Family-Centered Maternity Care
I’ve been delivering babies for 42 years now, so I’ve had a chance to see fads and fancies swing back and forth. I remember when all the laboring mothers were on one ward, many of them moaning or crying in pain. Then the “natural childbirth” phase emerged, and women learned how being prepared for labor removed most of the anxiety and much of the discomfort.
Then epidurals came along, and with that expensive innovation developed the expectation that childbirth could, or should, be mostly pain-free. For a long time the goal was to reduce the C-section rate as the measure of good obstetrical practice; then vaginal birth after section (VBAC), under the pressure for perfection from plaintiffs’ attorneys, was deemed too dangerous.
Now it’s once a C-section, always a C-section. So the key is to avoid surgical deliveries in the first place. As of the end of 2016, 60 of my last 64 deliveries were vaginal-- that is, the way God designed women to deliver. Is that just good luck? I don’t think so. It requires patience and experience, and the relationship which develops from following a woman during the whole course of her pregnancy.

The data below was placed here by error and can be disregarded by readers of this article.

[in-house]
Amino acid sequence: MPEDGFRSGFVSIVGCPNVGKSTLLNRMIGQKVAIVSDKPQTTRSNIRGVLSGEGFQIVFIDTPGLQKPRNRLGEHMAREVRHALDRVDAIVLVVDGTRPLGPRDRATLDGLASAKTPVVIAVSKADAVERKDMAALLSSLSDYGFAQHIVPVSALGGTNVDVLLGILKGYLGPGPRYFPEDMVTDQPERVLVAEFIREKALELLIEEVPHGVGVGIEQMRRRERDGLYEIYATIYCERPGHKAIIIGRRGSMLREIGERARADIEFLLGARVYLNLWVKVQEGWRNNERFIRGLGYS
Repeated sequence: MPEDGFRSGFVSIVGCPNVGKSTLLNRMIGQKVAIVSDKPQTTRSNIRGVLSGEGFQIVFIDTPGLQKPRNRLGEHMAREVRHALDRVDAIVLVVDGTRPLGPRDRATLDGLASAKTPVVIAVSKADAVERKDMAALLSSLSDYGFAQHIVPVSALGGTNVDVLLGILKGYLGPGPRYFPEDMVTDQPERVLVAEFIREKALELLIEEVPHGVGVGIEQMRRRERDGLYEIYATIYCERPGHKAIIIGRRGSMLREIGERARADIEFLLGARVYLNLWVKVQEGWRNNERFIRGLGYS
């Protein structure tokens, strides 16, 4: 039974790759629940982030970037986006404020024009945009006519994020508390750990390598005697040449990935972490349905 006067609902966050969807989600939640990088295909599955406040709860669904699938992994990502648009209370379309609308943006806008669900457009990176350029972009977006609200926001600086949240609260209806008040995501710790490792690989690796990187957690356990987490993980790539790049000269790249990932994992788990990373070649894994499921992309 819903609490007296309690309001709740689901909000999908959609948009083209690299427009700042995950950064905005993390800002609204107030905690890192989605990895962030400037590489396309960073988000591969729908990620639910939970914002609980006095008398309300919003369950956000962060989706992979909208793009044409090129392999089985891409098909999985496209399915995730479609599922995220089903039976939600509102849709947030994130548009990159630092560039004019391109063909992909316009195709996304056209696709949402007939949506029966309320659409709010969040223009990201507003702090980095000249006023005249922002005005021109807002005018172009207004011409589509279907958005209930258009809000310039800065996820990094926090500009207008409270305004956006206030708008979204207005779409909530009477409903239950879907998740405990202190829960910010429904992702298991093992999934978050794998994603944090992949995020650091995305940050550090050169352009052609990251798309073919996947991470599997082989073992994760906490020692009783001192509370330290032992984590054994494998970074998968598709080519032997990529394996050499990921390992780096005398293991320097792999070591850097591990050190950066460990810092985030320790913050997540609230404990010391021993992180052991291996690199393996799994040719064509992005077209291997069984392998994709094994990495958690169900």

There is good evidence to believe that we’ve got too much technology for our own good in the labor process, but that’s not going to change. It’s easier for nurses to watch a monitor than to time a contraction and count fetal heart tones, and a monitor strip is better evidence in court. I think the courts are running the delivery rooms.
Still, I enjoy doing deliveries, because I enjoy family practice-- and you don’t get much more family than ushering a new life into the world. The advantages of using a family physician for your obstetrician are pretty much the advantages for every other aspect of medicine. You get one-stop-shopping for most medical problems, and a lot of free advice about family members.
How many times have I treated a rash on Mom during baby’s six-month checkup? Or given advice about Grandma’s swollen ankles?
But the best part about coming to a family physician for your delivery is that 95% of the time the doc who has followed you for nine months will be there in the delivery room. I don’t share a call rotation for deliveries. If I’m within two hours of Topeka, I’ll be there for you.
Topeka is a great medical community, and if you choose an obstetric specialist for your prenatal care, you’ll get great service. What you won’t get is a familiar face at crunch time, unless you get a scheduled "convenience" induction. The problem with that is that convenience inductions sometimes produce an accidental early birth, and recent evidence indicates that being even a few weeks early may not be good for baby's brain. No matter how much you whine, I'm putting the baby first. You'll thank me later..
If I take care of your baby, too, my wife and I will make a house call at two weeks postpartum, bringing dinner with us. It’s our pleasure.